Road to Gallipoli: Looking back while homeward bound

Australian Regional Media photojournalist Stuart Cumming has returned from a week filing stories from Turkey, as a part of coverage of Anzac Day centenary commemorations.

Stuart will file an online blog from each of his days in Gallipoli, and will also reflect back on the diaries 100 years ago of Australian solder Vivian Henry Noble.


Diary Day 9/10, April 28/29:

My time in transit is nearly complete. Just finishing my last diary entry on the train from Brisbane to the Sunshine Coast.

The travel was pretty easy on the way home.

My New Zealand friends were on the same flight from Istanbul to Singapore so we sat down for a meal at Changi International Airport.

I was asked what my highlights of the trip were. I said as far as history went, visiting The Nek at Gallipoli probably had the biggest effect on me.

As far as work went, being in the media centre at Fisherman's Hut with some of the country's best news crews was fascinating.

The Yerebatan cistern is an incredible structure below the streets of Istanbul.
The Yerebatan cistern is an incredible structure below the streets of Istanbul. Stuart Cumming

From a tourist's perspective - I really rated the Yerebatan cistern in Istanbul.

It wasn't until we had gone to our separate flight gates that I remembered the real stand out.

The scooter ride down Artillery Rd on Anzac Day, offered by a Turkish guy who could see I was struggling with my gear and fatigue.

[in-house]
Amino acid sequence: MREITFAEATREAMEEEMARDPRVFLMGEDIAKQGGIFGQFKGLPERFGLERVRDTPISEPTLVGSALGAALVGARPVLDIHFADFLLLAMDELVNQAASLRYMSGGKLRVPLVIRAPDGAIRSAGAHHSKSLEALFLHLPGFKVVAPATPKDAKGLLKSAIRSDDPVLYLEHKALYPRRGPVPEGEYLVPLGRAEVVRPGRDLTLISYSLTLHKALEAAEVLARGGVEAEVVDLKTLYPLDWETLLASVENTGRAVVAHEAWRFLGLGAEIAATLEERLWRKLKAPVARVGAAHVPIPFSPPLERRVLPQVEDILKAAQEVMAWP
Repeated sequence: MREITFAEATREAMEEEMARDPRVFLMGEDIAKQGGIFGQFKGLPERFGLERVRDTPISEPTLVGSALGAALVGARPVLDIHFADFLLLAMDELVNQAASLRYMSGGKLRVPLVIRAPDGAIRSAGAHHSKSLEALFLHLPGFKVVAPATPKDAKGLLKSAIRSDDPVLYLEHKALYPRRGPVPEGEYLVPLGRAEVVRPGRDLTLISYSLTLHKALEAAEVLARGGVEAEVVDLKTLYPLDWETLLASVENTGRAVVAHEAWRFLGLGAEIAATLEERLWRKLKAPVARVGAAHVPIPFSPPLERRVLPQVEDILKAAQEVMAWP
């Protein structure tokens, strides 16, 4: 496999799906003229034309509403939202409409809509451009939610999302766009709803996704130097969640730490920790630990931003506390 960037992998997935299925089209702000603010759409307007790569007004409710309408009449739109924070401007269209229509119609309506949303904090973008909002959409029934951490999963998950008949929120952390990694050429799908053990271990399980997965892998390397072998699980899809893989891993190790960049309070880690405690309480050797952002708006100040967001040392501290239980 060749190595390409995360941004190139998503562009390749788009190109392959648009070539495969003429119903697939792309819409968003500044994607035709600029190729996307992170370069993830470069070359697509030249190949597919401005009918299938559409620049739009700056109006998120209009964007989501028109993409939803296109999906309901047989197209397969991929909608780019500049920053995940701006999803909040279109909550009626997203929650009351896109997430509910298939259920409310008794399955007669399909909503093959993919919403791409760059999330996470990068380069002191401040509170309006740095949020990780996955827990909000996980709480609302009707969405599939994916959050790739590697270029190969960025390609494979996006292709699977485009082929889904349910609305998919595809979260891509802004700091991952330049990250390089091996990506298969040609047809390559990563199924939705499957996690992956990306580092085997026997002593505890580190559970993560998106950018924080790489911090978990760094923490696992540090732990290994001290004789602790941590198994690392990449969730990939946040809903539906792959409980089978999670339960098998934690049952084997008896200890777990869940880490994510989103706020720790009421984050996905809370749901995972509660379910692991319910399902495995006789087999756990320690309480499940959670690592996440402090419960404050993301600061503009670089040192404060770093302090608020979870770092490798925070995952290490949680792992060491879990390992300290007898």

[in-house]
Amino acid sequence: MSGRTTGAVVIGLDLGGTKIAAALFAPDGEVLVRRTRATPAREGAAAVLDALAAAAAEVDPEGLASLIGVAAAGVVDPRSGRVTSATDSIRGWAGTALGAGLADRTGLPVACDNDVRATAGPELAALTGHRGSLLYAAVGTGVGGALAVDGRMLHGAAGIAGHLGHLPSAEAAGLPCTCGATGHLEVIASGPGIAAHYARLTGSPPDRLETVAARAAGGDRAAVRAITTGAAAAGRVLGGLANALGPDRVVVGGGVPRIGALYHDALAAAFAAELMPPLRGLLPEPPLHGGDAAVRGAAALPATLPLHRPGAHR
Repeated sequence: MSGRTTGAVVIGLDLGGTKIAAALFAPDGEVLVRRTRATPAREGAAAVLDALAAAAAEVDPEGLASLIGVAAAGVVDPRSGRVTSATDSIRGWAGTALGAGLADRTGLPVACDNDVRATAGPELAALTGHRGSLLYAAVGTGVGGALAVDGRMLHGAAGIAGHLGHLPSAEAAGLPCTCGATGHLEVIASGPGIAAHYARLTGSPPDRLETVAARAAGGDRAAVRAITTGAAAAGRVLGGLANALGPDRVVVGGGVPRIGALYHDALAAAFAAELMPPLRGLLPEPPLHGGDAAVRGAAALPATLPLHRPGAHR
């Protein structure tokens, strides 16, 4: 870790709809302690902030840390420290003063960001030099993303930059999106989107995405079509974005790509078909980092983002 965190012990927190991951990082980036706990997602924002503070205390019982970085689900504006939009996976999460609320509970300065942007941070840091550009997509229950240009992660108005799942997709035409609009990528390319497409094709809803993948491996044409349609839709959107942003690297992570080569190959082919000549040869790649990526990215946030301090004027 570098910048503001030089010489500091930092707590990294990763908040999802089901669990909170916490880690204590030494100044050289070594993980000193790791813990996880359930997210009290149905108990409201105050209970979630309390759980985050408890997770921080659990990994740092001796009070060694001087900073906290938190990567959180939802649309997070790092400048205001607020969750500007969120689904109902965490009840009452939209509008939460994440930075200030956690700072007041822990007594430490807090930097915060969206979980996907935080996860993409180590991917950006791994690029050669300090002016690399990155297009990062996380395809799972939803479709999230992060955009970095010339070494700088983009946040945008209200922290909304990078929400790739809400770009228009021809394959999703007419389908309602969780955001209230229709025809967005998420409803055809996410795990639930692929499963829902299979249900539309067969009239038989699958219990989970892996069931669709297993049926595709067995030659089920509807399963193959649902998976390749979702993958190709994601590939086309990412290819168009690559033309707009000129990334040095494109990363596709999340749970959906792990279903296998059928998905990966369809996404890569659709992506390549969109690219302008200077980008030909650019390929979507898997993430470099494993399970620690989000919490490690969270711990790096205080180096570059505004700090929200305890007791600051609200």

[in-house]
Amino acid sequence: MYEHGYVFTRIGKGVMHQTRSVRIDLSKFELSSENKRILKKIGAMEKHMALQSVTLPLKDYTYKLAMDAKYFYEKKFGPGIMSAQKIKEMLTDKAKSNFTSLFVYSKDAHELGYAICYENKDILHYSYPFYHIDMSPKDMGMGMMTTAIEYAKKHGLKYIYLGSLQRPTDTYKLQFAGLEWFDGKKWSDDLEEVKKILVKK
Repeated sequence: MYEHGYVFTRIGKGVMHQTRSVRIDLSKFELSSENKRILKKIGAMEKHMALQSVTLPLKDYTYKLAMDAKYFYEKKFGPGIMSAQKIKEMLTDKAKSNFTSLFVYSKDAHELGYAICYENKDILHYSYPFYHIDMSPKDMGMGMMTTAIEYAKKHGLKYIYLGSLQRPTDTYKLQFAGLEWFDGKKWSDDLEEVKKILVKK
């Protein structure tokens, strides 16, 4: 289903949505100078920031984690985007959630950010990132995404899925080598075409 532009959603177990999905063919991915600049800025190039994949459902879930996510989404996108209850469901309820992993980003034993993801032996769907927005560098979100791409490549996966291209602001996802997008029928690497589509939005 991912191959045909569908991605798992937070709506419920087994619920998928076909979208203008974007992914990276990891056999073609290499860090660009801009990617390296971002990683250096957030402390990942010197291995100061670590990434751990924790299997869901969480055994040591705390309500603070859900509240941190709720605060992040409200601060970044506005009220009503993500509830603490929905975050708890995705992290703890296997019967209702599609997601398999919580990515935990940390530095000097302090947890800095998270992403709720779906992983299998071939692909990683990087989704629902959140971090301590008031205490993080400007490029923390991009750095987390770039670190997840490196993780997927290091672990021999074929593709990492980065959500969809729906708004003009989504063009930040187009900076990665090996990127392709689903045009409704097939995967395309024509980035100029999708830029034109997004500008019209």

There were a lot of outstanding moments, including the dawn and Australian services, but that dicey downhill double was the pick of them.

Mainly because, as previously mentioned, it occurred 100 years to the day the Anzacs were charging up that same path on their way to Lone Pine, killing and being killed as they went.

It has been an honour to meet the people who made the journey to Turkey to mark the occasion, particularly those who had family connections to the Gallipoli peninsula.

Scooter rider and Good Samaritan Ardam makes a quick stop at the bottom of Artillery Rd.
Scooter rider and Good Samaritan Ardam makes a quick stop at the bottom of Artillery Rd. Stuart Cumming

I am very grateful for the opportunity afforded by APN Australian Regional Media. In was a big commitment to an historic event.

I recommend visiting the Australian War Memorial website if you can't get to Canberra to see their displays in person.

The documents available online give great insight into Australia's military involvement in the First World War and the effects felt at home.



Wednesday April 28, 1915: Still moving towards Alex. Sea calm and the weather perfect. Everything right and everybody as happy as Larry. I don't feel the wound at all.

Thursday April 29, 1915: Nothing exciting. Arrived at Alex. about 2 o'clock, and were taken to the No. 15 Gen. Hospital (Eng.) Sam M and I are in a room with another chap from our comp.

There are three beds here with sheets and quilts and I think they expect us to get into them- we can't do it. And then they took us along to get a hospital kit each.

This consists of:- sky-blue uniform lined with white flannel, big and comfortable- undershirt, tennis shirt, pair of socks, handkerchief and red tie and slippers and to add to this they took us along and gave us a hot bath (I'll have a relapse I guess) and then dressed our wounds and then tucked us in between the nice clean sheets- can you get the picture?

I guess I know what paradise is like now.

To continue reading visit and search Diary of Vivian Henry Noble.